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Doctors vs. Doctors with IT Support—Who's Better?

New Study Shows the Value of Health IT

The next time one of your employees goes to the hospital or clinic, it’s likely that the only computer they’ll see is the one used by the billing department to make sure their health plan picks up the tab. And what’s wrong with that, you ask?

IMPORTED: __media_6D1D4541A6854E27B5562B721C62BE49_w_250_h_166_as_1.jpg Everything, says research by Ruben Amarasingham, M.D., assistant professor of medicine at the University of Texas Southwestern Medical School. Focusing on a diverse group of hospitals in Texas, Amarasingham’s study found that facilities that use automated support systems such as electronic notes, test results, and decision support provide, on average, much better care at a lower cost. Translation: wiring the health care system can save your company money.

Some of the differences between wired and unwired medical institutions are striking. Wired institutions produce:

  • a 15 percent lower mortality rate among cardiac patients; 
  • a 16 percent overall reduction in complications; and
  • savings of $100 to $500 per patient per episode of care.

Why does health information technology (IT) make such a difference? Consider the physician’s daily challenge: keeping abreast of medical advances; matching therapy to patient; coordinating drugs; and communicating with the treatment team. Now multiply that by a caseload of 25 or 30 patients per day, and the size of the data management and communication challenge starts to come into focus.

But for computers, this sort of data management is a snap. Do you need to know something about a particular illness? Or a patient’s medical history? Or whether the nurse gave your patient his meds last night? A well-designed health IT system can answer questions like these, sometimes when they’re not even asked.

“Making good medical decisions requires that a physician know everything about a patient’s illness, everything about available treatment options, everything about the patient’s medical history, and every action taken by other members of the treatment team. It’s just not realistic,” said Amarasingham. “But the right IT system can put all that information at their fingertips right when they need it.”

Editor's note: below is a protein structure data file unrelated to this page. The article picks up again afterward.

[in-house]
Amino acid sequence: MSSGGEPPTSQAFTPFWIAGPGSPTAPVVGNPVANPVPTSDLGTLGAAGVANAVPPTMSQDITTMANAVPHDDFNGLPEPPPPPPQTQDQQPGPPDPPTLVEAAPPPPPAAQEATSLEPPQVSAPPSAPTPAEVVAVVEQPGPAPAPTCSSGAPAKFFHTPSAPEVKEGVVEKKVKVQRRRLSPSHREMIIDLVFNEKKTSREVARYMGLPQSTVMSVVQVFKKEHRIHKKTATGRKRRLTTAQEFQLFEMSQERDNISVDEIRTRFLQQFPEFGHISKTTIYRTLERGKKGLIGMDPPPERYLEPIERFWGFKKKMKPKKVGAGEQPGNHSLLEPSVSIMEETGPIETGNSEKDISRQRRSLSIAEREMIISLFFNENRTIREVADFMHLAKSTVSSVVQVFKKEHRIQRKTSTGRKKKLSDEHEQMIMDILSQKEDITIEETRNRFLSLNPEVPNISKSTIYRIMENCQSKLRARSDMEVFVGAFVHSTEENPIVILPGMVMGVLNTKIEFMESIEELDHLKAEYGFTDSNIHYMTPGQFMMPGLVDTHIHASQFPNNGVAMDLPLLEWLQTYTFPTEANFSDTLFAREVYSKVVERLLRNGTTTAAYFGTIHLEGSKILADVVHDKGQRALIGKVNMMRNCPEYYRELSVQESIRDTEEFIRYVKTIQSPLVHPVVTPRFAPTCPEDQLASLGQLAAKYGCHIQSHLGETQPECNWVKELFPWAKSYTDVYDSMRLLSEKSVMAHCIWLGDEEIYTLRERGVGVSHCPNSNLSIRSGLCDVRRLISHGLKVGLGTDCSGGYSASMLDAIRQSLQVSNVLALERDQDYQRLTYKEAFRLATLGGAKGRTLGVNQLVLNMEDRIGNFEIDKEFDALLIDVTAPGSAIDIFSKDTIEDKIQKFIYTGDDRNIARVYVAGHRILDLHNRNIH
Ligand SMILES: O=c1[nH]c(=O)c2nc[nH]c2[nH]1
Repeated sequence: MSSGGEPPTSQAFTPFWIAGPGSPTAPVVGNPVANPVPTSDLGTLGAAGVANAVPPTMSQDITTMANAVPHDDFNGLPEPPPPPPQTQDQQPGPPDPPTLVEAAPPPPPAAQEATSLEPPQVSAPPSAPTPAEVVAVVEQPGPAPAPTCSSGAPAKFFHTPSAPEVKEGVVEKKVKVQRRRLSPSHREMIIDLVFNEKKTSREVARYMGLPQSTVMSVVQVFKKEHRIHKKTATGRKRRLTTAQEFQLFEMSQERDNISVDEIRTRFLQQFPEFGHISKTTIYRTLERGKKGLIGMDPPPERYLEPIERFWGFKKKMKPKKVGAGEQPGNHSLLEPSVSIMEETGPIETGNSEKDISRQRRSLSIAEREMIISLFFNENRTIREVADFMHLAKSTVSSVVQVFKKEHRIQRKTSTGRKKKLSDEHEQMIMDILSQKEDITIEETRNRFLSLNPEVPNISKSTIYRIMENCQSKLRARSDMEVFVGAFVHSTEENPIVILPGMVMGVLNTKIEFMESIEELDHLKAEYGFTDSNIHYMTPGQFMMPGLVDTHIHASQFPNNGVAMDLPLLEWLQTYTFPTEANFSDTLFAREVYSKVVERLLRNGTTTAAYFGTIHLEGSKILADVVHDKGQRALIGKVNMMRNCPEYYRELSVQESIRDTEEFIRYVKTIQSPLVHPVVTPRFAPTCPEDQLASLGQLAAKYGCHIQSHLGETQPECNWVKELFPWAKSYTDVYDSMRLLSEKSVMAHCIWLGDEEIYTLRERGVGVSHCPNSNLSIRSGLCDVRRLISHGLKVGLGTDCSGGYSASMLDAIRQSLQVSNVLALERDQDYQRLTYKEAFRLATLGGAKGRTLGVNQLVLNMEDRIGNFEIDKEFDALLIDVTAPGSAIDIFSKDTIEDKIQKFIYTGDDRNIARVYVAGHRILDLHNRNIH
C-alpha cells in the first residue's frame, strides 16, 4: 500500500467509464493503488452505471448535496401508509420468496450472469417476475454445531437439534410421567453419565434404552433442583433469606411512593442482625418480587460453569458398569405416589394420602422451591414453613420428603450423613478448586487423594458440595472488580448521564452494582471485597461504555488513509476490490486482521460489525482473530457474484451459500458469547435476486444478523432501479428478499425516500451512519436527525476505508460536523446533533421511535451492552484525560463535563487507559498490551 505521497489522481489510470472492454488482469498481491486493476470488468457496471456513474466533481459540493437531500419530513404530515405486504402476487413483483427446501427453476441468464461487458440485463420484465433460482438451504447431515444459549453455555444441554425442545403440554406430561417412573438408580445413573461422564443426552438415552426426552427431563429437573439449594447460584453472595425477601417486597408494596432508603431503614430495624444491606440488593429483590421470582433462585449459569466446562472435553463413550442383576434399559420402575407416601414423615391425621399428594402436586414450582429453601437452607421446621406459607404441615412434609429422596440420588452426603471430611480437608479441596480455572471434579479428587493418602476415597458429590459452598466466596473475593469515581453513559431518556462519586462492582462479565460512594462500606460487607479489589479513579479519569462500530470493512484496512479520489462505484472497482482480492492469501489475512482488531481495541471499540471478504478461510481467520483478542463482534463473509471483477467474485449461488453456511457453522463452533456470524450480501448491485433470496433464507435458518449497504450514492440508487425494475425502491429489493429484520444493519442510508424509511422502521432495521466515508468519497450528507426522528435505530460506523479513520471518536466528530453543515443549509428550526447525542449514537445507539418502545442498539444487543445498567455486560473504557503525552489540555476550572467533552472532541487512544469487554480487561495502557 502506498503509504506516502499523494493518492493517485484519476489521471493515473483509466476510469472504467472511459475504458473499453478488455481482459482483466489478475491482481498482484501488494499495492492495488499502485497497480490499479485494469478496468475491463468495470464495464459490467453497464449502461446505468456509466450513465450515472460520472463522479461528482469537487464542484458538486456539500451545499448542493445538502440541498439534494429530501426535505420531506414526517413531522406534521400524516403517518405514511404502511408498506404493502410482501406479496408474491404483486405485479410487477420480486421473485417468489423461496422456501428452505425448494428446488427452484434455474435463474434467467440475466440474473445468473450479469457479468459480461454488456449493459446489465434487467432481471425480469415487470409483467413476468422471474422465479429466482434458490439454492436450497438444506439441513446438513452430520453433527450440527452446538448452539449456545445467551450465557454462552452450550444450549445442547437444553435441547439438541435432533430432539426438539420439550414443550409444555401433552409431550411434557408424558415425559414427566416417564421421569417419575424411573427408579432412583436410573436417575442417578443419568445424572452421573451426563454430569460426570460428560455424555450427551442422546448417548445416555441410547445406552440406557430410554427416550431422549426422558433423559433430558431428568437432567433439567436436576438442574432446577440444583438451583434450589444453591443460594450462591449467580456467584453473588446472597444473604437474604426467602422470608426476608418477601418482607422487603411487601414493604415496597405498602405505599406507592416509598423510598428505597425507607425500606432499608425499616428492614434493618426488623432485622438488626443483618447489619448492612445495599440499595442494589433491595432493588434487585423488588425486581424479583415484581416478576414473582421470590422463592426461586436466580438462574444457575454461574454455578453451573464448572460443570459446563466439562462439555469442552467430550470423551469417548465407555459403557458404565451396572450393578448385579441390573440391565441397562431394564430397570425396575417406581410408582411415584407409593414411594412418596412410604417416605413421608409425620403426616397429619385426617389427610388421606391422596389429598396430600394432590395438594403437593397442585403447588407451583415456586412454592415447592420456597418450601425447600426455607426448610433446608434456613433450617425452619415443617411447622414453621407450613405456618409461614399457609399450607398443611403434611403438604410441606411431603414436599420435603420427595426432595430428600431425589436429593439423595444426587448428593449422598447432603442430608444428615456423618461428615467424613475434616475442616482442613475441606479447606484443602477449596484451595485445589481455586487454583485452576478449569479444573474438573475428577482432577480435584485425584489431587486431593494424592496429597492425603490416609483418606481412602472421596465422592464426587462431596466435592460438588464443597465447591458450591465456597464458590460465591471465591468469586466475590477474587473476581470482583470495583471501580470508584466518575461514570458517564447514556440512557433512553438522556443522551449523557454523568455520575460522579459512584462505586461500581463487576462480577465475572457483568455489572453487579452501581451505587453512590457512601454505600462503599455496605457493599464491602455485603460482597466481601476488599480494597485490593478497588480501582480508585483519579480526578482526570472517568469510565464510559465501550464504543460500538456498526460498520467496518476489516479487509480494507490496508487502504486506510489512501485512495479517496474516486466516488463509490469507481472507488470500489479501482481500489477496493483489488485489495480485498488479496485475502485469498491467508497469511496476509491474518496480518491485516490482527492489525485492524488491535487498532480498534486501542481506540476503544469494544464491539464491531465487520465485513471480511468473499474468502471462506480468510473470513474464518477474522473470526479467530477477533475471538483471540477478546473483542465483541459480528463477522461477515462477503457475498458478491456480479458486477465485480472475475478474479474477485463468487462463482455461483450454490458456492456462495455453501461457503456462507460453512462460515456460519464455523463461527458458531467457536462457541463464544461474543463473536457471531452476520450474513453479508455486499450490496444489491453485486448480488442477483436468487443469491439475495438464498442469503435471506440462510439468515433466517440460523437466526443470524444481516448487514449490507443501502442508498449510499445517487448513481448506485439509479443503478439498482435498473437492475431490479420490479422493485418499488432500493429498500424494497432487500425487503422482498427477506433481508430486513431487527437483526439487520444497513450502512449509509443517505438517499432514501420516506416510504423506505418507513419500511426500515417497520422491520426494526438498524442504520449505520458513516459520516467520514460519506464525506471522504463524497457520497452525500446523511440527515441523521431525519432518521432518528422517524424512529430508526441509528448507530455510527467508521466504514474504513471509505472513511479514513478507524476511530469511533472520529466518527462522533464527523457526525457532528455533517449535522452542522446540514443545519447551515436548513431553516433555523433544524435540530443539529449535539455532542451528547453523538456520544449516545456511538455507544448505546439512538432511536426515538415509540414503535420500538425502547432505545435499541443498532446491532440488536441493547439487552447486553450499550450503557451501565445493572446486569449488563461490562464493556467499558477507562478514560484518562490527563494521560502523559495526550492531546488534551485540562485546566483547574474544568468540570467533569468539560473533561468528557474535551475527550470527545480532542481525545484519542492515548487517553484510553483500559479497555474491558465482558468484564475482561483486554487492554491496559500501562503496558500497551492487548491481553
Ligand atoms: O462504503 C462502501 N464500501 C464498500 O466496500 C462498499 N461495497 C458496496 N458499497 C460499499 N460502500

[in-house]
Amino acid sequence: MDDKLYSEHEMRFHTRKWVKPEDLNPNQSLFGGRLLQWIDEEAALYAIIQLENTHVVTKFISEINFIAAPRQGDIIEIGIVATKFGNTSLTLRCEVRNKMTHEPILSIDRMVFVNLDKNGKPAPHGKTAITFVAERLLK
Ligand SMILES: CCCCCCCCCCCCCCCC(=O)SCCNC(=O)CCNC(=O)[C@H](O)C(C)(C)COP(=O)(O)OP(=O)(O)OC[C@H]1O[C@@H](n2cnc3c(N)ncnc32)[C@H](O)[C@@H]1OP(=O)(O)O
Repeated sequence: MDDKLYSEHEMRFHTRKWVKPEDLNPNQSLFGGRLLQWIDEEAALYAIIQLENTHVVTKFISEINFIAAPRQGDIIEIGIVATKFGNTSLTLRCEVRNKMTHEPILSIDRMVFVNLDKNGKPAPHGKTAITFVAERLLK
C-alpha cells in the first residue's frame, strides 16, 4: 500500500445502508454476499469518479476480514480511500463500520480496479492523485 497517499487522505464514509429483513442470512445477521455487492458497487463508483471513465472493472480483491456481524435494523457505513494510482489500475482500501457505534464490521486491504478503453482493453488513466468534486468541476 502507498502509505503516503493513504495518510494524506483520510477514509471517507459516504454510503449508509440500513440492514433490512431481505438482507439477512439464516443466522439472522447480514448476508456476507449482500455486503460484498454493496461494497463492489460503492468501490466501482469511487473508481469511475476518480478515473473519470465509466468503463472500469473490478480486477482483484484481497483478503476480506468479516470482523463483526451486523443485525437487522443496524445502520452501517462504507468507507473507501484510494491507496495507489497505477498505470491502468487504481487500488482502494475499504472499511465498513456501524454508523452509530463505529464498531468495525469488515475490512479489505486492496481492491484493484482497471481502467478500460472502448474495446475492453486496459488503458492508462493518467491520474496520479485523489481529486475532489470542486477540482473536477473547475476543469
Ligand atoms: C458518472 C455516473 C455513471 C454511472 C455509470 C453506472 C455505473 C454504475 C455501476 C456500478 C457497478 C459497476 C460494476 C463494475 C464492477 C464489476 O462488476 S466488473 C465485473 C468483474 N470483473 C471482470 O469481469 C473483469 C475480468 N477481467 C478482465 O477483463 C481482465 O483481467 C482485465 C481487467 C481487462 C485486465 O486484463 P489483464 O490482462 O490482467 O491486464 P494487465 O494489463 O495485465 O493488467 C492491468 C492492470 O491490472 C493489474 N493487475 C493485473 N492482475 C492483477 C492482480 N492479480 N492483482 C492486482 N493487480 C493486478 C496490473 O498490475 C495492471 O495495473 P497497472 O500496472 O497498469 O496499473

Such systems exist but, for the most part, not in the U.S. The rest of the developed world has a big head start in terms of integrating information technology into the practice of medicine. In tiny New Zealand, for instance, 87 percent of physicians already use health IT. In the U.S., the figure is 17 percent.1

But that may be about to change. The Obama administration’s American Recovery and Reinvestment Act calls for a $19 billion program to support improvements in the nation’s health IT infrastructure, with some of that money going directly to medical groups to help defray the cost of purchasing such systems.

The potential upside of widespread adoption of health IT is significant. A RAND study estimated annual savings of $77 billion upon full implementation of a health IT system in the U.S.2 And of course people will get better care and live longer, healthier lives too.

Purchasers of health care have a simple mechanism by which to encourage the adoption of health IT—steer employees toward health plans, hospitals, and clinics with better health IT.

“Implementing a comprehensive health IT system takes an enormous amount of money and organizational energy,” said Amarasingham. “We need to reward organizations for making this kind of an investment.”

1 Retrieved May 23, 2009 from Commonwealth Fund Web site 
2 Hillestad et al., "Can Electronic Medical Record Systems Transform Health Care? Potential Health Benefits, Savings, and Costs,” Health Affairs, September/October 2005 24 (5):1103–17.

Related Links:

  • For a synopsis of Dr. Amarasingham’s study, click here.

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